The summer road trip is an American folk tradition. My family is feeling extremely classic. We are going to Yellowstone, driving from Oregon, later in June. There are tons of folk tales about the American road trip, and of course, it’s a common trope in American literature.  If you are doing a road trip, it’s fun to look up folktales and legends from the area you are driving through. Everyone, kids and adults, will love the diversion of some stories connected to the landscape you are speeding by.

You can google.  If you want a book, look for folktales by region.  The classic legends can be found in Jan Bruvand’s The Vanishing Hitchhiker. A legend is a story that is told as if it is history, as it if happened, but is often exaggerated. An example is George Washington and the Cherry Tree, or Paul Bunyan, or stories of missing hitchhikers, and my favorite, The Dead Grandmother. Now, this story shouldn’t be a favorite, because it is a story of a family who ends up travelling across the country with their dead grandmother on the roof of the car, because she passes away on the road. They can’t think of what to do with her. It’s about a sense of disorientation and the way mobility can upend our usual social customs (especially the old ones). It is most famously told in Vacation with Chevy Chase. Remember the grandma? A super funny adaptation of the legend.

So many American road stories – think Thelma and Louise, or Jack Kerouac – are more serious. They about finding some aspect of yourself, something realer, truer (if less socially acceptable) on the road. And the family vacation ones are no exception – the kids stop being polite, the parents start swearing, too much sugar is had, and yet somehow, when an elk crosses the road suddenly in the middle of nowhere, after a long, hot day of infighting in the back seat, everything else disappears in the magic of the landscape and moment.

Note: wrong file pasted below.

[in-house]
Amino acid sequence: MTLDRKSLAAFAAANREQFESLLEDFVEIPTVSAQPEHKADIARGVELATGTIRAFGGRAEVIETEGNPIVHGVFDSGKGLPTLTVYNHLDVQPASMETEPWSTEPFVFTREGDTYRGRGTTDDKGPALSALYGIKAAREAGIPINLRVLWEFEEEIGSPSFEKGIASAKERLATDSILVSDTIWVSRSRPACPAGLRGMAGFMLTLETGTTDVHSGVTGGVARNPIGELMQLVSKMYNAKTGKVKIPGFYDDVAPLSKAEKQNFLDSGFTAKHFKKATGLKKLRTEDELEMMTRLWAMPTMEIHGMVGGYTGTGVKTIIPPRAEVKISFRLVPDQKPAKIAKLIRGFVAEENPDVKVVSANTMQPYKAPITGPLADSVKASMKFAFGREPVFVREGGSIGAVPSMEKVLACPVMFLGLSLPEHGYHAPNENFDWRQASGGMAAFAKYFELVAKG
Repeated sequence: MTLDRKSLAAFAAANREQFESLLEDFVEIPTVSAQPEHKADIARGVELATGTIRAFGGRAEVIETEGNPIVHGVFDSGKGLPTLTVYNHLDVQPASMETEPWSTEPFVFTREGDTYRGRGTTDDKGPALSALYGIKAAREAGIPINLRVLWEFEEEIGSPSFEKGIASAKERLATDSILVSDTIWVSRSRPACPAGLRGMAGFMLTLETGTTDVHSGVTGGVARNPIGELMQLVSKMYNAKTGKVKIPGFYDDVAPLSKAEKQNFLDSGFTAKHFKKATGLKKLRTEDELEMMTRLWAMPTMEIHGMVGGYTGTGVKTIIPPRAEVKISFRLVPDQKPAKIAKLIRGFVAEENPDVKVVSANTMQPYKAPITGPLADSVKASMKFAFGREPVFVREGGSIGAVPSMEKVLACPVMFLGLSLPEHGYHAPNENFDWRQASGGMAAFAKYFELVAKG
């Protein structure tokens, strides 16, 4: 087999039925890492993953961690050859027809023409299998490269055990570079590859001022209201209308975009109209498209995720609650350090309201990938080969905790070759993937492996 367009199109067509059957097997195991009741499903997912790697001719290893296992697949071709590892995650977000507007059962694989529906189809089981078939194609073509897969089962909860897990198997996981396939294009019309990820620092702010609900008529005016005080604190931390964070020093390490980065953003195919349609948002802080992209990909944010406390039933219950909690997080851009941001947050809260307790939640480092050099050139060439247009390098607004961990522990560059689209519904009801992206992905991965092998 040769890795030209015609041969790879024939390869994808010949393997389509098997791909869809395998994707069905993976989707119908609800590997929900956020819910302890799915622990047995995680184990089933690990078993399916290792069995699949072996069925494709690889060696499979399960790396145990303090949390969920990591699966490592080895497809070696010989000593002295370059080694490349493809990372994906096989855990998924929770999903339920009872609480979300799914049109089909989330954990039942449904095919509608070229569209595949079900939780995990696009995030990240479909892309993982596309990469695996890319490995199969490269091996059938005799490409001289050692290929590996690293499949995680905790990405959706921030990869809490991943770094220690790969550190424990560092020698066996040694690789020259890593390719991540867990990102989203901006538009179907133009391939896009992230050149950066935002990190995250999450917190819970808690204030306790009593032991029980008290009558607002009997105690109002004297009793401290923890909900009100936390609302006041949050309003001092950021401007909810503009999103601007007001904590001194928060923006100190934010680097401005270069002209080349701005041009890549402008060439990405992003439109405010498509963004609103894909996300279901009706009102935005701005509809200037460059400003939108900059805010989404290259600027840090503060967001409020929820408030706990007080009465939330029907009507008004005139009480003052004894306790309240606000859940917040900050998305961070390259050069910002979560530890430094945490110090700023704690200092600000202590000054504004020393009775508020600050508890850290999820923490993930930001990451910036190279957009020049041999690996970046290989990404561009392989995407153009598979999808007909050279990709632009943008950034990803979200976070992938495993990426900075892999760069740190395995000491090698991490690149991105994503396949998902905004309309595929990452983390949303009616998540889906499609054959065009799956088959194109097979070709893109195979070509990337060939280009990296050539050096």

If road trips are a part of your family’s tradition, you might try an idea my kids have loved. I get a simple journal for each kid and I make a photocopy of the map of our journey, cut it into segments, and glue map pieces into the book, with lots of pages in between for each leg of the journey. Then, you can put titles: What I Saw, What I Ate, A Big Surprise, The Boring Part, Etc. And they can write or draw as they go. Then later they have a cool memory book. They could put photos in later too. Littler kids can just draw what they see. Older kids can write.  It’s an activity — that is also a story and a memento. Happy travels.